I agree with my Republican opponent, Matt Wavro, on the need to scrap the Pike trolley in favor of upgraded bus service. However, I prefer compact double-deck buses, like those that are being introduced into service in London, rather than articulated buses, on the Pike’s congested roadway. Moreover, in addition to its exorbitant cost I oppose the Pike trolley because it would induce demand for housing, thus accelerating gentrification of the Pike. What’s the point of transit subsidies in the form of the commercial real estate tax surcharge when they would be used to evict low income families from the Pike? That’s not only unfair to those earning less than the median income it’s also inflationary, and that can’t be good for the economy.
I am also concerned by numerous reports from other cities regarding the hazards posed by streetcars to bicyclists, pedestrians and motor vehicles. Streetcars are an inflexible mode of transportation, whereas buses designed in the 21st Century are both highly flexible and increasingly attractive to tourists and residents alike.
Expanding circulator bus service across Arlington County and providing increased bus service to and from the District to augment Metrorail should be our transit priorities. We don’t need, and can’t afford, an expensive vanity project that duplicates already good Metrobus and ART bus service.
American Legion Drama — “Bob Romano has been Post 139’s field manager and coach the last 13 seasons, leading the team to district championships and state-tournament berths. He has heard…
Good Wednesday evening, Arlington. Let’s take a look back at today’s stories and a look forward to tomorrow’s event calendar. 🕗 News recap The following articles were published earlier today…
An employee of a shop in Courthouse was beaten by a robber early Wednesday morning, according to police. The robbery happened around 3 a.m. at the Tobacco Vape Cigars store…
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Children’s Weekday Program (CWP) is a non-profit preschool rooted in a play-based philosophy. We focus on developing a love of learning and exploration, cooperation, empathy, and independence.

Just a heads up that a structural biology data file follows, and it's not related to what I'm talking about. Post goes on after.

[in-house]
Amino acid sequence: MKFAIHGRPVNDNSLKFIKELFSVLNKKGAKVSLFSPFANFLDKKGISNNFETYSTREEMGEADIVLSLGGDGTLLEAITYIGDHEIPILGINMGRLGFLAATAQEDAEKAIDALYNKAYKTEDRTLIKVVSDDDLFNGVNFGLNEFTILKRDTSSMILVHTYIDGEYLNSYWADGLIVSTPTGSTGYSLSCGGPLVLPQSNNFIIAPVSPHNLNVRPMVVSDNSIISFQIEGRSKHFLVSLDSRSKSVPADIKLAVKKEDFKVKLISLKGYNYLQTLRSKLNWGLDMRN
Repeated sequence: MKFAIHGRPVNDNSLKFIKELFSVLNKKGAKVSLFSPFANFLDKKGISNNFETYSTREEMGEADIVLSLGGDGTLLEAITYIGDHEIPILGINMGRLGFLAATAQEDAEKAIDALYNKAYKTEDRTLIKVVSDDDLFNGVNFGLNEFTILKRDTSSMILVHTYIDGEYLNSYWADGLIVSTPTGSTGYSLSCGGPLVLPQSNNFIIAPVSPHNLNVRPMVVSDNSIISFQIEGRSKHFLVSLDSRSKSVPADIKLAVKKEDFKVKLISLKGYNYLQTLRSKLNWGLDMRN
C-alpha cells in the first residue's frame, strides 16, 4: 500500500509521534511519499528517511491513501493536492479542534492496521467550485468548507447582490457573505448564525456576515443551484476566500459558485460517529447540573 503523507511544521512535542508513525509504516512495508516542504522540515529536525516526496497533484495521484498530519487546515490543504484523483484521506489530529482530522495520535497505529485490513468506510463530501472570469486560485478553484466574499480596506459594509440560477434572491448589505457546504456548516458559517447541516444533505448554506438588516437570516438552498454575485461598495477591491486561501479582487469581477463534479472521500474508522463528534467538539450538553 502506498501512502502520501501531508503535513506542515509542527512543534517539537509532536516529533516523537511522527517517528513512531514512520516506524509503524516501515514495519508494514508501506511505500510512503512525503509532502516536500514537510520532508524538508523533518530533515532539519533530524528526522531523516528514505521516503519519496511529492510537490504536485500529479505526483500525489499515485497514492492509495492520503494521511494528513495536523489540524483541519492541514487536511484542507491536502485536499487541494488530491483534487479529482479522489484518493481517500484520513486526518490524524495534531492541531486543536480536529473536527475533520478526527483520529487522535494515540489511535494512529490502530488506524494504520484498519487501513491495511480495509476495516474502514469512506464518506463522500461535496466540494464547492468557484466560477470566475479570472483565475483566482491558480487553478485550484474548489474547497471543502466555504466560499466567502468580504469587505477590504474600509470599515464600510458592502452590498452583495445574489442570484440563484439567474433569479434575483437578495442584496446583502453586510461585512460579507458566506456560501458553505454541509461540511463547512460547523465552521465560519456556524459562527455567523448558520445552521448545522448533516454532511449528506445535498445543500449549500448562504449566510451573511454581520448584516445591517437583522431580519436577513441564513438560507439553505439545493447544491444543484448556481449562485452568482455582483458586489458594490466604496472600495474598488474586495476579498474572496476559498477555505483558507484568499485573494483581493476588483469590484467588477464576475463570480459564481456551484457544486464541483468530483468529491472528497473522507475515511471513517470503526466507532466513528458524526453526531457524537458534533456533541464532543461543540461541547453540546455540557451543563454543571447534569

Our caring and experienced educators create opportunities for children 16 months to 5 years old to play, learn, and grow in a nurturing environment of child-centered and developmentally appropriate experiences.
Initially established more than 50 years ago in South Arlington, CWP continues to be a lauded program in the Northern Virginia area. We are extremely proud to have been recognized as a Best Preschool in Northern Virginia Magazine for the last 4 years.
Located now in North Arlington at 2666 Military Road, CWP offers a part-time parents day out and preschool program with options to extend care both before and after school. We offer a supportive and inclusive school community for children and parents alike and welcome all families to join our school!
The Optimist Club of Arlington is holding its 77th annual Christmas tree sale!
This year, the tree sale will be held at the Knights of Columbus (5115 Little Falls Road). The lot opens for sales on November 24th. The Optimist Club is selling small and large trees ranging from tabletop size to 10 foot tall trees! Wreaths, garland, tree stands, and White House Christmas ornaments will also be for sale.
100% of all proceeds go towards helping Arlington County youth.
For more information, please visit the Arlington Optimists website at https://optimistclubofarlingtonva.org/.
Holiday Art Show featuring artists: Peter Fitzgerald, Claire Plante, Alanna Rivera, and Suzy Scollon. At the Barcroft Community House, 800 South Buchanan St., Arlington, VA. Dec. 8 from, 2 PM to 8 PM and Dec. 9 from 10 AM to
2023 Christmas Tree Sales Begin
Saturday, December 2
Get your holiday decorating off to the right start this year! We will be selling 150 Fraser firs, freshly cut and delivered from Sparta, North Carolina.